John Preskill won a bet with Stephen Hawking, but all he got was a lousy T-shirt.
In 1991, Preskill and Kip Thorne, both physicists at the California Institute of Technology, made a wager with the formidable British physicist on an esoteric point of theoretical physics.
The issue at hand: Do the laws of physics as they’re currently understood allow for the existence of objects known as naked singularities?
Preskill and Thorne said yes. Hawking said no.
Calculations performed by Matthew Choptuik, a physicist at the University of Texas in Austin, show that Hawking was wrong and the California colleagues are right.
So, last week, Hawking settled by giving each of his friends a T-shirt emblazoned with the message, “Nature abhors a naked singularity.”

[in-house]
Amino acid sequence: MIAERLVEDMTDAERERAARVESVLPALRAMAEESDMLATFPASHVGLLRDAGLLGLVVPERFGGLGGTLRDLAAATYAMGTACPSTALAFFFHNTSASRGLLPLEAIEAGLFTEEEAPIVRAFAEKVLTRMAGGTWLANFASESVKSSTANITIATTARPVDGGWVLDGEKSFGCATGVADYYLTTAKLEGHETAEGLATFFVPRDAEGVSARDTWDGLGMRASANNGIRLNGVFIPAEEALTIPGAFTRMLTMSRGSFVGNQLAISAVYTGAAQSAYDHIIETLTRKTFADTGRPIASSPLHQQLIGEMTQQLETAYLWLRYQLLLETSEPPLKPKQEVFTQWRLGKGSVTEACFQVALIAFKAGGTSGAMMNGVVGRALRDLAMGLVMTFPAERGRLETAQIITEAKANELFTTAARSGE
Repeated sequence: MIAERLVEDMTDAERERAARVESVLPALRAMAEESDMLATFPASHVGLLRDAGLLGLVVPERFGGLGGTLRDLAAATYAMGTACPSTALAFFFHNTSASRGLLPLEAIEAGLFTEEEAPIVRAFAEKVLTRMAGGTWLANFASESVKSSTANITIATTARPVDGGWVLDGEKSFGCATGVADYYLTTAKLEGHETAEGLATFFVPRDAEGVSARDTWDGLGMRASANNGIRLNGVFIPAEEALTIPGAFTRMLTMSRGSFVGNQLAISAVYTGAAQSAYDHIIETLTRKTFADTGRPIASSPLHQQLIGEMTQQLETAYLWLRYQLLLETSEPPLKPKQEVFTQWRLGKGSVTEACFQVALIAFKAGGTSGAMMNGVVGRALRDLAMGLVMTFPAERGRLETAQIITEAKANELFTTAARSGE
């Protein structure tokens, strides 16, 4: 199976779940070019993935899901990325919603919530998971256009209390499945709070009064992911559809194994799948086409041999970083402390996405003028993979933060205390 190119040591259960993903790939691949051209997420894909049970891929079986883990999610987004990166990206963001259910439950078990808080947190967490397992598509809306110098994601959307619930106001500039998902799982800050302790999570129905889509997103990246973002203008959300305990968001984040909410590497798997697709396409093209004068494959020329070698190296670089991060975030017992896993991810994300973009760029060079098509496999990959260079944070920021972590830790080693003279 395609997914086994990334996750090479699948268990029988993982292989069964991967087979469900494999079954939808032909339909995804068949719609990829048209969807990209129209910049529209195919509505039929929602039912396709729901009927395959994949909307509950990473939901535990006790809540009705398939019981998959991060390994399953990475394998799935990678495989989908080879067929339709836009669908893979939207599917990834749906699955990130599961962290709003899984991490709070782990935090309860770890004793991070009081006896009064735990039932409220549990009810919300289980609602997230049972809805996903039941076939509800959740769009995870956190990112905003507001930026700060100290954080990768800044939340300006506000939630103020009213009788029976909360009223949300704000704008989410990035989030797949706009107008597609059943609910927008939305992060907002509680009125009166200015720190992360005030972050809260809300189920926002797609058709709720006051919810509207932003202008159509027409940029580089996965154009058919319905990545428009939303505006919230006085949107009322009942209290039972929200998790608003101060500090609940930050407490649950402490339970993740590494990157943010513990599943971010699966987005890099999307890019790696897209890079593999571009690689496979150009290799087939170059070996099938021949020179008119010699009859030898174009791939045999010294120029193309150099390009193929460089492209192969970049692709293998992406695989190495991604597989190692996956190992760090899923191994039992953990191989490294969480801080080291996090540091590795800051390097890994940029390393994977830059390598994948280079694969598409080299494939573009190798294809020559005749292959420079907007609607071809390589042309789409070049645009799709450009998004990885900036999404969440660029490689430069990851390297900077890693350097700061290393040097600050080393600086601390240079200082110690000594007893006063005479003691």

It is unclear whether that gesture satisfies the conditions of the bet, but never mind. Preskill and Thorne are satisfied that their point has been made.
“He thought that at least as far as classical relativity goes, it should be a consequence of the theory that you can’t make a naked singularity,” Preskill said.
A naked singularity is sort of like a black hole - but not really. Black holes are regions of space that are isolated from the rest of the universe because nothing can escape the gravitational pull of the infinite mass, or singularity, inside them. A naked singularity is simply a point of infinite mass with no isolating space around it.